Public Consultation Necessary for Laws to Become Successful, Says Pranab Mukherjee on RTI Act
The Rajya Sabha on Thursday passed the Right to Information (Amendment) Bill, 2019, that proposes to empower the Centre to set the salaries and service conditions of information commissioners at central and state levels.
File photo of former president Pranab Mukherjee.
New Delhi: Former President Pranab Mukherjee said on Sunday that public consultation is necessary for laws to become successful and drafting of legislations cannot be left only to elected representatives.
He made the remarks at an event organized to confer Paulos Mar Greharious Award, 2019 on socio-political activist Aruna Roy, for her contribution to the right to information campaign.
The Rajya Sabha on Thursday passed the Right to Information (Amendment) Bill, 2019, that proposes to empower the Centre to set the salaries and service conditions of information commissioners
at central and state levels.
The government's move had triggered protests from the opposition and RTI activists, who alleged that the Bill sought to undermine the authority of the information commissions.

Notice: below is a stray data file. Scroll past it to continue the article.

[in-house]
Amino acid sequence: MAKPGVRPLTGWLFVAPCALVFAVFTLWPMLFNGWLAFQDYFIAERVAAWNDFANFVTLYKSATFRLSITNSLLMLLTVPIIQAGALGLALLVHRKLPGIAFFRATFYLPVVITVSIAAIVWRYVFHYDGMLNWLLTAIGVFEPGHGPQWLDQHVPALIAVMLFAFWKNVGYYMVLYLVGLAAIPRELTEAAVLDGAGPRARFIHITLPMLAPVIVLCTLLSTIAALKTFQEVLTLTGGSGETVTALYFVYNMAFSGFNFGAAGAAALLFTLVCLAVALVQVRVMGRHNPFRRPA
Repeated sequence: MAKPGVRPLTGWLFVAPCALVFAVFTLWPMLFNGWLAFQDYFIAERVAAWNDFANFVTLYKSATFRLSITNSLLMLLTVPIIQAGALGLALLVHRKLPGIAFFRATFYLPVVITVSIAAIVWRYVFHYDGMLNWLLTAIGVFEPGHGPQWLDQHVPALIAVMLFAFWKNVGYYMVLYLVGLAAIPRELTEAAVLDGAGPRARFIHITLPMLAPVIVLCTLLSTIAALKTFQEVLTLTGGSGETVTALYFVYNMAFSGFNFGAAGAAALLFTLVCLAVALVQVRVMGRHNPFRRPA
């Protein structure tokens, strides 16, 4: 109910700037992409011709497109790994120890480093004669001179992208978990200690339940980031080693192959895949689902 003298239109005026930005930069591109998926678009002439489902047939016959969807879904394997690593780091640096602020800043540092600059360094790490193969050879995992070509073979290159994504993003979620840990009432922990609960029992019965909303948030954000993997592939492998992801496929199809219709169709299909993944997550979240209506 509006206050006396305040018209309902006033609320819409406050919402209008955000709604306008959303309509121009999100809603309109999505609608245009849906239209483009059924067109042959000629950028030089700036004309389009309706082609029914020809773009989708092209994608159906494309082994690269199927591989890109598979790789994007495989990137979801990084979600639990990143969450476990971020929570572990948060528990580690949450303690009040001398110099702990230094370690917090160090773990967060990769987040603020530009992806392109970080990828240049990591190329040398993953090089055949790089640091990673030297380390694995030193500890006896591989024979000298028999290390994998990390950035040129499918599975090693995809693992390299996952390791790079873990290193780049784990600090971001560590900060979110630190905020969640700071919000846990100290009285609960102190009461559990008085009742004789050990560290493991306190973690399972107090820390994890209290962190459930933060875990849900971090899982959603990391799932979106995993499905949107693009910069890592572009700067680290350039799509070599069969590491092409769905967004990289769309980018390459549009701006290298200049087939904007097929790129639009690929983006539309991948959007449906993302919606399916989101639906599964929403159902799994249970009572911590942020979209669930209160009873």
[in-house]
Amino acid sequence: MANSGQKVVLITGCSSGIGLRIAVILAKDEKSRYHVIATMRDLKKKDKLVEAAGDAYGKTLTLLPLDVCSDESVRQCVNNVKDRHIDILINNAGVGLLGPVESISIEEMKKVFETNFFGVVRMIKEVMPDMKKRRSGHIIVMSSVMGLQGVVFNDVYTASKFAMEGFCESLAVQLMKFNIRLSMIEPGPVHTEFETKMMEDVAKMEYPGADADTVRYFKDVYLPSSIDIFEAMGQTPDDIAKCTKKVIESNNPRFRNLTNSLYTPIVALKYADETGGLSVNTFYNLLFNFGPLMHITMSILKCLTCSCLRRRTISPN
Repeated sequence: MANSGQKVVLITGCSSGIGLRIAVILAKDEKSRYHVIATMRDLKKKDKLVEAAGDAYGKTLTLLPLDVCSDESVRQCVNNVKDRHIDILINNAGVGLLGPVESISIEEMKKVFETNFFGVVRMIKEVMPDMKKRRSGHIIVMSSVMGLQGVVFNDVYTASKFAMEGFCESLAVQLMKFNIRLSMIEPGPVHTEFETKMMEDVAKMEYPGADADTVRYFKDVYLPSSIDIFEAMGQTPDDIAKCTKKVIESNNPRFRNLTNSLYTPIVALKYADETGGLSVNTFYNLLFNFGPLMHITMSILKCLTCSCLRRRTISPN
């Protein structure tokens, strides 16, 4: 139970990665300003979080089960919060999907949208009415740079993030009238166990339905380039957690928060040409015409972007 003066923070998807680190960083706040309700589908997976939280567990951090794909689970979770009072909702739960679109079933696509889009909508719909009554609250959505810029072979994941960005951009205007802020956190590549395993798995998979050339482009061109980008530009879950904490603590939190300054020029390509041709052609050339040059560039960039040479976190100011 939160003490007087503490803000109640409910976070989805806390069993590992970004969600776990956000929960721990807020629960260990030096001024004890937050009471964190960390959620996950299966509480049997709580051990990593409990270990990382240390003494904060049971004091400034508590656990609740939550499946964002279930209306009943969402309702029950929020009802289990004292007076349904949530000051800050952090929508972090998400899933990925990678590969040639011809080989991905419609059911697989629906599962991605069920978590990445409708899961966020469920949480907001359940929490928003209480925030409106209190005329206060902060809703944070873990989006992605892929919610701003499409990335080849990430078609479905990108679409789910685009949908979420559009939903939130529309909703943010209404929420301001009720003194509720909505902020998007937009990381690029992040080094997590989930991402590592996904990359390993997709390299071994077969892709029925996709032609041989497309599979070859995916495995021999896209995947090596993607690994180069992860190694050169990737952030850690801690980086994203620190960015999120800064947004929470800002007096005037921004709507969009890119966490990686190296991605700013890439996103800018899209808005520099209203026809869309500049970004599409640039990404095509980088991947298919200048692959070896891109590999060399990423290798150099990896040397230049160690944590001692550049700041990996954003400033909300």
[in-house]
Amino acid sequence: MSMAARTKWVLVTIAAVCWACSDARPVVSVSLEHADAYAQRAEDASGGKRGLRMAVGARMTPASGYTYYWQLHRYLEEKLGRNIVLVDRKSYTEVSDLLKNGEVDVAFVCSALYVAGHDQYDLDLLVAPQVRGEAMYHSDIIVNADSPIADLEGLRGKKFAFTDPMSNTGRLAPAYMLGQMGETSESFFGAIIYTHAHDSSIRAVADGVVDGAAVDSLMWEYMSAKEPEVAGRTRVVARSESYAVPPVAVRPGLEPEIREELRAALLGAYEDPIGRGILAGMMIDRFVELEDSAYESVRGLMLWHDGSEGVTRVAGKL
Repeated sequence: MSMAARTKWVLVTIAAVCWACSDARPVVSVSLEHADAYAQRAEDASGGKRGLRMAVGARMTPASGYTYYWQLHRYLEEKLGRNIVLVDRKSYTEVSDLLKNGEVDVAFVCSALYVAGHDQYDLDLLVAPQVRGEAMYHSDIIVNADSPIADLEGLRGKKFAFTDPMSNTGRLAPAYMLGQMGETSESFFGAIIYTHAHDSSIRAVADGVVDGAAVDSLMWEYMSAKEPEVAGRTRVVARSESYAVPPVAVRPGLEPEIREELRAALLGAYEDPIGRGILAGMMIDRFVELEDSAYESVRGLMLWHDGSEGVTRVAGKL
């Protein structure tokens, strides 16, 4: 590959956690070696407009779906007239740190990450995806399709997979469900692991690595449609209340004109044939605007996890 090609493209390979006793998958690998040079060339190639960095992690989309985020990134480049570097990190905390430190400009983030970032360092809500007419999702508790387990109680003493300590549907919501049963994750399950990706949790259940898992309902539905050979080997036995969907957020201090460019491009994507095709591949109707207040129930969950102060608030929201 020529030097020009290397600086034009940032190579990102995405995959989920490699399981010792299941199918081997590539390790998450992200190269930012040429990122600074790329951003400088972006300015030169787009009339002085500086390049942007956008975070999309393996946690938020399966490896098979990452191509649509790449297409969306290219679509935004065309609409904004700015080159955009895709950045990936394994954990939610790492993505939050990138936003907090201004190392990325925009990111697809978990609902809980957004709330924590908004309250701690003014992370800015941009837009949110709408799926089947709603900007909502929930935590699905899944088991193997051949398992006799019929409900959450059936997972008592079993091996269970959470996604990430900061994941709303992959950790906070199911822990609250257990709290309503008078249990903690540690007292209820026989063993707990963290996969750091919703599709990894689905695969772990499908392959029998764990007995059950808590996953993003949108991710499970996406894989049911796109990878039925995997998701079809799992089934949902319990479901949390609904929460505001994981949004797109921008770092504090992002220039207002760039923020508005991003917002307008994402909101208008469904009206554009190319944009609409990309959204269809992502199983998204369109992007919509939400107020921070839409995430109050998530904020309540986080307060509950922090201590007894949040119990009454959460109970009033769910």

Mukherjee said during the UPA government's tenure, at a press conference in a foreign country, he was asked about his negotiations with a "group of people" on a draft bill.
The question was, he recalled, "In a parliamentary democracy, legislation is the domain of members of Parliament and assemblies... exclusive jurisdiction. How can you negotiate legislation with a group of people who are not members of Parliament or state legislatures? They decided to fight for a cause and drafted the Lokpal Bill and you discussed with them for days together."
"My response was... and it's my response even today that Indian democracy has taken a new dimension. We believe that if it needs to be successful, it must not be confined to the wisdom and
knowledge of around 780 members of Parliament and around 4,200 members of 29 legislative assemblies.
"It's a land of 1.3 billion people... if the views of the legislators and their wisdom were enough, we could not have got the RTI Act as it was before the amendment," the former president said.
Mukherjee said he has not gone through the amendments brought to the Right to Information Act in details but "before that, it was a quality piece of legislation" to have information because it was based on the experiences of Aruna Roy and her colleagues.
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